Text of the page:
Following this, Aquinas examines the necessary conclusion reached by this possibility: It is impossible for things with a potential for nonexistence to have always existed. He argues that something that has an end, even if it’s only potential (i.e. the thing still exists), must have had a beginning.
From here, Saint Thomas draws into infinity: If everything that exists had a point in time where it didn’t exist, then (following his previous argument of cause and effect) nothing would exist now, since there would have been nothing to bring something else into existence. This means that something has to exist that has no potential for nonexistence, and something that is necessary in and of itself.
This necessary being was not brought into existence, since it has no possibility for nonexistence. It is without beginning, and it is (again, back to Proof 2) the cause of all things that exist.
This necessary being, Aquinas says, is God.
Proof 4: The Argument from Gradation
Saint Thomas observes the natural order as having qualities of goodness, truth, nobility, and so on. The things in the natural world are “more” or “less” good, they are “more” or “less” true, and the same with all similar qualities of nobility, complexity, etc.
These qualities, he observes, are necessarily compared to the “maximum” of that quality; “a thing is said to be hotter,” he says, “according as it more nearly resembles that which is hottest” (Summa Theologica I, q. 2, a. 3, co.). Every quality has a maximum, to which all things possessing that quality must be compared.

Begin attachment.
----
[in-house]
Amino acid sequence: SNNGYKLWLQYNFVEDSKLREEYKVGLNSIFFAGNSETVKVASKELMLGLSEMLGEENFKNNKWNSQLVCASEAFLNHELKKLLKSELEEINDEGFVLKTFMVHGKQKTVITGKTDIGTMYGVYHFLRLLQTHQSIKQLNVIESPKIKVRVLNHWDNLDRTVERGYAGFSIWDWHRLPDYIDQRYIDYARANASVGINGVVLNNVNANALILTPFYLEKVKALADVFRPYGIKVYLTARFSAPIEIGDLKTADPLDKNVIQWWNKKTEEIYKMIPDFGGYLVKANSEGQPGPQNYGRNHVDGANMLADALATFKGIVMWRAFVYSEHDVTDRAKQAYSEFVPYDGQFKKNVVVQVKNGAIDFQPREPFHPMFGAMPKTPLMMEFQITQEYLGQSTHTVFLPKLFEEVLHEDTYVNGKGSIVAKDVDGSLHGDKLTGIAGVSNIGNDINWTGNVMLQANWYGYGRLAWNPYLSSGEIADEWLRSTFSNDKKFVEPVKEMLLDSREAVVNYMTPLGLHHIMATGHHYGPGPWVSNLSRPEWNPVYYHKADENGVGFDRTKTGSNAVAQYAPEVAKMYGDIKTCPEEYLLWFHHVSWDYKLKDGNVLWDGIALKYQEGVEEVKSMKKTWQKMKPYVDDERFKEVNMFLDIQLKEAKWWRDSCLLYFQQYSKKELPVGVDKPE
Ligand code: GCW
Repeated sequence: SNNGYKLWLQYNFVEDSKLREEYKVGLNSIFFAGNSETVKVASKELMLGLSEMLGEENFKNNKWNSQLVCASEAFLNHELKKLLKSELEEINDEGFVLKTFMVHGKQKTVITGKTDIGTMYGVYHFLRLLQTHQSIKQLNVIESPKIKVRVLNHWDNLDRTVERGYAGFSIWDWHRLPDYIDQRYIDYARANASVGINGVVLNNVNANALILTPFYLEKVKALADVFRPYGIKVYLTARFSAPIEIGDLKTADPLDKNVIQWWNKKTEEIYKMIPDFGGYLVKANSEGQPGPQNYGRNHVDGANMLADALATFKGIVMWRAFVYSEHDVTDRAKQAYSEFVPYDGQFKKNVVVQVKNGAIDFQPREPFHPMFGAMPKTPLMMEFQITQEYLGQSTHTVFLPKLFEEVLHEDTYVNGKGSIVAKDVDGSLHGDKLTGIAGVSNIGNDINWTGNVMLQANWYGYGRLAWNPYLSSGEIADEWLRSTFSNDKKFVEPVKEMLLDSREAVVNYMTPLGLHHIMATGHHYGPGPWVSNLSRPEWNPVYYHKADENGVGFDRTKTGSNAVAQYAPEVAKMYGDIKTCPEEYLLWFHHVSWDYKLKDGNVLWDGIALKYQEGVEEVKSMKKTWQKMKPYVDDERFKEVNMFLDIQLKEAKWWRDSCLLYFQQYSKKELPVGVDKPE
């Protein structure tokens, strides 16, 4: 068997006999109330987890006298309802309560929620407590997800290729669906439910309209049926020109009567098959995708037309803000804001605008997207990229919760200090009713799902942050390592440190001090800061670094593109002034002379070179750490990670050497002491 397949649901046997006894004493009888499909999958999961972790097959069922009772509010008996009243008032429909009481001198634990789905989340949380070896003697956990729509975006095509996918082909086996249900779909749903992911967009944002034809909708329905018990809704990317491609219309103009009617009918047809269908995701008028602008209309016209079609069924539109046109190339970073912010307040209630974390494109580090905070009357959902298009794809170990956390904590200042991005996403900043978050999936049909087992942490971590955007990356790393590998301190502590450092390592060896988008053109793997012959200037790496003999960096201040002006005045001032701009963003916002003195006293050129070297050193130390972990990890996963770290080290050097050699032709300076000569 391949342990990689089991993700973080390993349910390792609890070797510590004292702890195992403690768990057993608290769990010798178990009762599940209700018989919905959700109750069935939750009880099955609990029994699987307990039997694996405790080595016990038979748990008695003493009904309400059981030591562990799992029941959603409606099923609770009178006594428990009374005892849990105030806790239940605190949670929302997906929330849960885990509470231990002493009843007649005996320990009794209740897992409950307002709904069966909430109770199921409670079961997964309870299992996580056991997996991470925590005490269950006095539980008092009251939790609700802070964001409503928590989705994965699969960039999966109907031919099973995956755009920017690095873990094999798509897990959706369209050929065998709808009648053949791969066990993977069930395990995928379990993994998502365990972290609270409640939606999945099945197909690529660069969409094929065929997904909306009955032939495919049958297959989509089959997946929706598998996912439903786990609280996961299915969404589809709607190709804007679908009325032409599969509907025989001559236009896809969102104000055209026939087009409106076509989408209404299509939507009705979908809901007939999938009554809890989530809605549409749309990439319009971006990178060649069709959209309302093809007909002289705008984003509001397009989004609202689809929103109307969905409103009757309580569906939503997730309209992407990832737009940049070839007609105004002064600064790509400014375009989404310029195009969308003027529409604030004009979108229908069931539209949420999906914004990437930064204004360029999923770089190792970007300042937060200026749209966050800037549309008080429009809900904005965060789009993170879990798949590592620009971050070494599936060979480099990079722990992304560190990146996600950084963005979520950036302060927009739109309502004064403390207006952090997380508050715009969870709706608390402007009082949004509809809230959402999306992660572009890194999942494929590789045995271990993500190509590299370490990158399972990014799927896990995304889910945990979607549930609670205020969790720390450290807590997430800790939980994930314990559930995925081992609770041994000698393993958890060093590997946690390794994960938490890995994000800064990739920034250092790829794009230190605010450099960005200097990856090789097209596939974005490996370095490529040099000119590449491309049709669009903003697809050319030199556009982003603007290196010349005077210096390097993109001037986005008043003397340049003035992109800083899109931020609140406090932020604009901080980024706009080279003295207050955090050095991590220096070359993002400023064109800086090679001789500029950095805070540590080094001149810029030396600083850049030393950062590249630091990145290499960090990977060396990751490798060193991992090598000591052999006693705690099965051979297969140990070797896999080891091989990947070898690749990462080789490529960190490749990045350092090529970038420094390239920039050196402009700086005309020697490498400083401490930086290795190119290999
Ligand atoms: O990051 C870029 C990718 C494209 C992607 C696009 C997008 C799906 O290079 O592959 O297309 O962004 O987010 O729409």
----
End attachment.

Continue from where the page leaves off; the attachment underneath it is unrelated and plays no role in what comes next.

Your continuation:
Something is cold or warm in that it is relatively closer to the lowest possible temperature or the highest. Likewise, Aquinas argues, there must be something that is maximally good, beautiful, and that exists in the highest possible form.
Again, he observes, this is what we call God.
Proof 5: The Argument from Design
The fifth and final proof in this article of the Summa Theologica is taken from the design of natural law, what we refer to today generally as the laws of physics.
Things without intelligence (which Aquinas calls “natural bodies,” by which he means anything that lacks intellect, such as nonhuman animals, plants, and inanimate objects) “act for an end,” which is a way of saying that they follow the laws of the natural world. These things act in the same way almost always, unless acted upon by a different force, to achieve the same end.
A rock, dropped from a certain height, will always be pulled by gravity in the same way toward the ground. Likewise, all natural things follow the laws set out for them, not “fortuitously” as Aquinas explains, but by design.
And if all things without intellect reach their end “by design,” then there is a necessity that there exists an intelligent being that directs these nonintellectual things.
The forces of the natural world work together in such harmony that, to Saint Thomas, there must be an intelligent force behind them to direct them to their ends. Out of chaos came order, and order requires intelligence.
These five proofs of Saint Thomas Aquinas have been consistently referenced by Catholics since he wrote them. They succinctly summarize the rational arguments for God’s existence, solidifying the Church’s reliance on both faith and reason as sources for truth.
Part of Aquinas’s goal with his Summa Theologica was to argue for the teachings of the Church using logical arguments to affirm theological teachings in a way that someone without any faith or experience with religion would be able to grapple with and understand. The arguments of the five proofs are rooted in this approach, which is one of the reasons they still hold so much value to this day.